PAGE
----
J&J dials up diagnostic R&D with new projects for COPD, gestational diabetes mellitus
|Benjamin Wiegand, head of Janssen's DIA|
Johnson & Johnson's ($JNJ) Janssen arm is dialing up research through its Disease Interception Accelerator (DIA), a unit focused on predicting and preventing certain diseases through new diagnostic and therapeutic approaches. The company is kicking off two new projects for COPD and gestational diabetes aimed at uncovering the biological underpinnings of the diseases.
The DIA will work with Boston University School of Medicine to uncover disease pathways linked to COPD, and Singapore's Agency for Science, Technology and Research (A*STAR) on pinpoint biomarkers for gestational diabetes. J&J now has more than two dozen research collaborations underway after unveiling DIA in February 2015.
"Partnerships, like those we have forged with Boston University School of Medicine and A*STAR today, provide critical access to expertise at leading global scientific centers, and advance our research to realize disease interception as a viable strategy to achieving better health for future generations," Ben Wiegand, head of DIA and Janssen Research & Development, said in a statement.
J&J's work with Boston University builds on the school's earlier efforts in COPD. Boston University, with the help of a grant from the U.S. Department of Defense, has been trying to predict which military members and veterans will develop lung cancer. BU researchers got $8 million from J&J to test 1,000 civilian smokers, screening for cell changes in people who eventually develop COPD, the Associated Press reports.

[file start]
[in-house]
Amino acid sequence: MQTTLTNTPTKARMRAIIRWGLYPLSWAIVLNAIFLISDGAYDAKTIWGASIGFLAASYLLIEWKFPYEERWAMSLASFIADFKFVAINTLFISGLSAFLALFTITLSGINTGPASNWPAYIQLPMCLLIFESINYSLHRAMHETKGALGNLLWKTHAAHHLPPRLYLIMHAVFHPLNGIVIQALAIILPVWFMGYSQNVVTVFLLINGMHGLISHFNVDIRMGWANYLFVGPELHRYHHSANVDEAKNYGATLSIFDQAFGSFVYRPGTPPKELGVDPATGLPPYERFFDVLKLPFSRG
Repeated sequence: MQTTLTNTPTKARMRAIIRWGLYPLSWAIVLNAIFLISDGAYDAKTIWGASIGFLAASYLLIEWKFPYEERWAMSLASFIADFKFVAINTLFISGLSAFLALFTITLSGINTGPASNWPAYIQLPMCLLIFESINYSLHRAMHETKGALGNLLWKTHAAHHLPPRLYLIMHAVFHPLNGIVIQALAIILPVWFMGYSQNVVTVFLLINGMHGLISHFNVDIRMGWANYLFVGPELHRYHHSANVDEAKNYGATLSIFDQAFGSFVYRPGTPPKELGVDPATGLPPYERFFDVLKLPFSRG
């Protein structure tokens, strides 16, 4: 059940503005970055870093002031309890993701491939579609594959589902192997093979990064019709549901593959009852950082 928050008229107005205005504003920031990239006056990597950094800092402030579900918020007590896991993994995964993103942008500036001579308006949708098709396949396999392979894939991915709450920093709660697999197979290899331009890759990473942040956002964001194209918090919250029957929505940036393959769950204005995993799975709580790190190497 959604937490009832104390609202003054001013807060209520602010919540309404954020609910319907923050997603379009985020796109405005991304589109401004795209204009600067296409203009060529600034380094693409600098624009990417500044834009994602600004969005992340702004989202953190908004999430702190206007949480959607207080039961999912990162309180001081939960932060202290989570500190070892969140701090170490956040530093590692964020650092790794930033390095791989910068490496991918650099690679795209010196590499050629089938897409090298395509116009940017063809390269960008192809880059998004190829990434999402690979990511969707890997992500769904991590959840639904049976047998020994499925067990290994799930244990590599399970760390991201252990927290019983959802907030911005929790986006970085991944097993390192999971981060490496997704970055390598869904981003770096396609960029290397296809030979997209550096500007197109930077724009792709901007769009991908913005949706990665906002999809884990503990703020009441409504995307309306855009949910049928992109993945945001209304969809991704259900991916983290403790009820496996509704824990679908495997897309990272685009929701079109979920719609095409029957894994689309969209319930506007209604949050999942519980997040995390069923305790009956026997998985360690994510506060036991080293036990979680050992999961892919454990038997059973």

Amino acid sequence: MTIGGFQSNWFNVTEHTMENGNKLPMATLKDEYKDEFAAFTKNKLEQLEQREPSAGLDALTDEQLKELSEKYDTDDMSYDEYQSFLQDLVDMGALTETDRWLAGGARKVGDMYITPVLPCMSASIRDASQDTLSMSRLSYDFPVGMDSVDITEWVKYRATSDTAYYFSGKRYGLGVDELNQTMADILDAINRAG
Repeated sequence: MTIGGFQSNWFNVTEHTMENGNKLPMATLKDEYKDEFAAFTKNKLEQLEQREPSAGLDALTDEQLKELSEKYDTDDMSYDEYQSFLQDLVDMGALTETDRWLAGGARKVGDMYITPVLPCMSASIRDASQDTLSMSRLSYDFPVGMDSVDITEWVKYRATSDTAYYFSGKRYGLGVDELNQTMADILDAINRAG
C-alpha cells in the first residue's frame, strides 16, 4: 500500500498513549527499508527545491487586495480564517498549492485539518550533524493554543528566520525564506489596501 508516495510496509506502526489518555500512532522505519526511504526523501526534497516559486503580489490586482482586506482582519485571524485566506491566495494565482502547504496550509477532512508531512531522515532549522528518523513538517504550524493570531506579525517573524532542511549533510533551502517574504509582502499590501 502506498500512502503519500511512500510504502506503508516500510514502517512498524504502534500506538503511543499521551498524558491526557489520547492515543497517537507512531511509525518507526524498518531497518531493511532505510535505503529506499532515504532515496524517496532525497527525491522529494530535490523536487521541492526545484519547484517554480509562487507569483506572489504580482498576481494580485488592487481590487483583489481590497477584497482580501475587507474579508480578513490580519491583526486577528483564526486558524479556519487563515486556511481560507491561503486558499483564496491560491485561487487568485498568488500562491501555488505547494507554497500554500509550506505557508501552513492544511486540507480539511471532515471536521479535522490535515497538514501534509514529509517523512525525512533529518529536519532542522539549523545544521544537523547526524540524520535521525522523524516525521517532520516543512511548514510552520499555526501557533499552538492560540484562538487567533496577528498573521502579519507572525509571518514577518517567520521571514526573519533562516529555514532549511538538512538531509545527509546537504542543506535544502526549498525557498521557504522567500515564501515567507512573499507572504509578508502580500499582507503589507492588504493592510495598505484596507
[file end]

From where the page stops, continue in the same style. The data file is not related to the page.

J&J also gave BU researchers and study leader Dr. Avrum Spira another $2.1 million to see how the immune system fails early on in people who develop lung cancer. The team will see whether new drugs could boost the immune system to prevent people from getting the disease.
New Brunswick, NJ-based J&J will also sink funds into finding new biomarkers for women at risk for gestational diabetes. Half of pregnant women would otherwise develop Type 2 diabetes within 10 years, and their babies have an eightfold risk of developing it, Wiegand told the AP. "We've really been trying to introduce a new paradigm," Wiegand said, as quoted by the AP. "We're moving from disease care to health care."
J&J's DIA is keeping busy with other projects. The company has partnered with government bodies, universities, patient advocacy groups and biopharma companies in the past year to ramp up research. Other initiatives include one with JDRF that is focused on the early development of Type 1 diabetes, and another with Denmark's Bavarian Nordic to create a viral-based HPV vaccine.
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